If you opened up Facebook today, you might have noticed that the "friends" icon has changed.
Caitlin Winner, a design manager at Facebook, took the initiative to change the gender imbalanced icon, after noticing that the woman icon was asymmetrical where the icon of the man was supposed to overlap her: she had a literal "chip" on her shoulder.
"I assumed no ill intentions, just a lack of consideration, but as a lady with two robust shoulders, the chip offended me,” Ms. Winner writes.
After being told that "Nothing at Facebook is someone else’s problem," Winner began to create a series of designs to remedy the issue.
Once the shoulders were squared, Winner moved on to the "Darth Vader-like" helmet of hair. After playing around with a few styles, including ponytails, the new design has a “shapely bob.”
With an updated female icon, Winner thought that the male icon needed improvement to match, so she “smoothed down his hair and added a slight slope to his shoulders.” She also designed a gender-neutral icon to replace the default male image used for "add friend" buttons and other places "where a gendered icon was inappropriate."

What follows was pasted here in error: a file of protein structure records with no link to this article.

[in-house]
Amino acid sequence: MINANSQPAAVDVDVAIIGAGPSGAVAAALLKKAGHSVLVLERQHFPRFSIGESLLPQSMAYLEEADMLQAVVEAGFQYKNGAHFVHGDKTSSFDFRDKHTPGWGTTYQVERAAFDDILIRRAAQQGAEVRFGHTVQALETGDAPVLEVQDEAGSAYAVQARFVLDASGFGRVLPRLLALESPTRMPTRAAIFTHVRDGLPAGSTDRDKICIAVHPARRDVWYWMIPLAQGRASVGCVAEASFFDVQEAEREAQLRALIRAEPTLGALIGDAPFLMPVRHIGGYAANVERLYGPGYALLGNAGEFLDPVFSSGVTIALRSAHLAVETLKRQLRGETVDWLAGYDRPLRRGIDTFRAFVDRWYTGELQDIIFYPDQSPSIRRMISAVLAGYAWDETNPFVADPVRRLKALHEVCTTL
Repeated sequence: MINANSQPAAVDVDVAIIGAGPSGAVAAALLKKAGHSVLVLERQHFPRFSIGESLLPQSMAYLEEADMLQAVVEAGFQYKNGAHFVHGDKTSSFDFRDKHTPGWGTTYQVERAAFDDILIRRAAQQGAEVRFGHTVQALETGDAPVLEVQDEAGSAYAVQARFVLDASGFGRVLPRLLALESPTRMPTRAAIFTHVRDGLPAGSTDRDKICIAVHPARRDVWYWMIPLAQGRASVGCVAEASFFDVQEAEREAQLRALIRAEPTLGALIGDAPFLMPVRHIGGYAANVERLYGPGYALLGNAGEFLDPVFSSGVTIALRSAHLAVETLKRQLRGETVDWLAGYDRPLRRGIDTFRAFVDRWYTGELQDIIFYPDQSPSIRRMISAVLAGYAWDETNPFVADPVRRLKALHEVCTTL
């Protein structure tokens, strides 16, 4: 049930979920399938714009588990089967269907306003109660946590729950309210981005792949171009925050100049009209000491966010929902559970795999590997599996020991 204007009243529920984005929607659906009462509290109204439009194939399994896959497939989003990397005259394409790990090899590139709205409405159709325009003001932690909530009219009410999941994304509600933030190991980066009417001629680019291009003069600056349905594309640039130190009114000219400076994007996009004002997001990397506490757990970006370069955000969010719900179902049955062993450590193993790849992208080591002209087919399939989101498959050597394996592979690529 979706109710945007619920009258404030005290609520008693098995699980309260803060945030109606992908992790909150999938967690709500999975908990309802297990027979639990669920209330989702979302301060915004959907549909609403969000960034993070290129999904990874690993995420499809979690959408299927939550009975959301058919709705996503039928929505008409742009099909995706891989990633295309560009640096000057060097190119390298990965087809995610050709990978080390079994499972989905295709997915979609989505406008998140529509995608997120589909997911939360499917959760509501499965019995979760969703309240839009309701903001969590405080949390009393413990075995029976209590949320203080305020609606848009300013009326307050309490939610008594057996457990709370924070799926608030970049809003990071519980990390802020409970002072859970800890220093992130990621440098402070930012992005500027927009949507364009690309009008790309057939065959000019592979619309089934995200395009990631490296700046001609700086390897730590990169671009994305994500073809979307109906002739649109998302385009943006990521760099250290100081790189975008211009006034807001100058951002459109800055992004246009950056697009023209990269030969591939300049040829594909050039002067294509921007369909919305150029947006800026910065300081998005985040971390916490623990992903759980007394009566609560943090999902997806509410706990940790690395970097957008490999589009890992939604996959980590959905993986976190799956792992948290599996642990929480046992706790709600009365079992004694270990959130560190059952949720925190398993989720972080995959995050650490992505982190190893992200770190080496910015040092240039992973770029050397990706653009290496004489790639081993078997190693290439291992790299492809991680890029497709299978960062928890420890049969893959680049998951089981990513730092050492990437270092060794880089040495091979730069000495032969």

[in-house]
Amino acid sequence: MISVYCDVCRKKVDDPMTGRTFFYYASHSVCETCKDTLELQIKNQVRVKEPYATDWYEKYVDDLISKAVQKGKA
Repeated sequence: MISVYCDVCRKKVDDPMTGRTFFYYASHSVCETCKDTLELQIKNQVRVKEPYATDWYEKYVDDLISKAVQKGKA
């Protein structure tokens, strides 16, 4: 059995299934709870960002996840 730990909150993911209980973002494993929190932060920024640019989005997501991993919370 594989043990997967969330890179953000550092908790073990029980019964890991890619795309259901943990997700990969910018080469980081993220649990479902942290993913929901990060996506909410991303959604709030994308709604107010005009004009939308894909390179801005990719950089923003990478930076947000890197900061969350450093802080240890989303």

In addition, the "groups" icon now features a woman in front of a man and the gender-neutral figure, replacing the previous design with one woman and two men, one of whom was front and center.
“As a woman, educated at a women’s college, it was hard not to read into the symbolism of the current icon; the woman was quite literally in the shadow of the man, she was not in a position to lean in,” said Winner.
Facebook has changed their graphic designs before, including subtle changes to their logo earlier this month. Last year, the company created different globe icons for the non-American half of the globe, including an Asia-centric globe designed by Julyanne Liang and engineer Brian Jew.
Over the past year, a number of companies including Olive Garden, Nivea, and Google have altered their logos, ranging from subtle tweaks to prominent overhauls. In 2013, the Women’s National Basketball Association (WNBA) changed their logo from a woman dribbling to one dunking a basketball, a move that differentiated the women's logo from the men's.
"Given the evolution of the WNBA game – today's players now display more athleticism and diversity as ever before – this updated logo better portrays the attributes that today's players possess," according to a press release.
Facebook's icons have always been small, and most people may have never noticed the placement of the male and female figures. Will this small but significant change inspire other companies to seek out gender bias in their designs?
"As a result of this project, I’m on high alert for symbolism," said Winner. "I try to question all icons, especially those that feel the most familiar."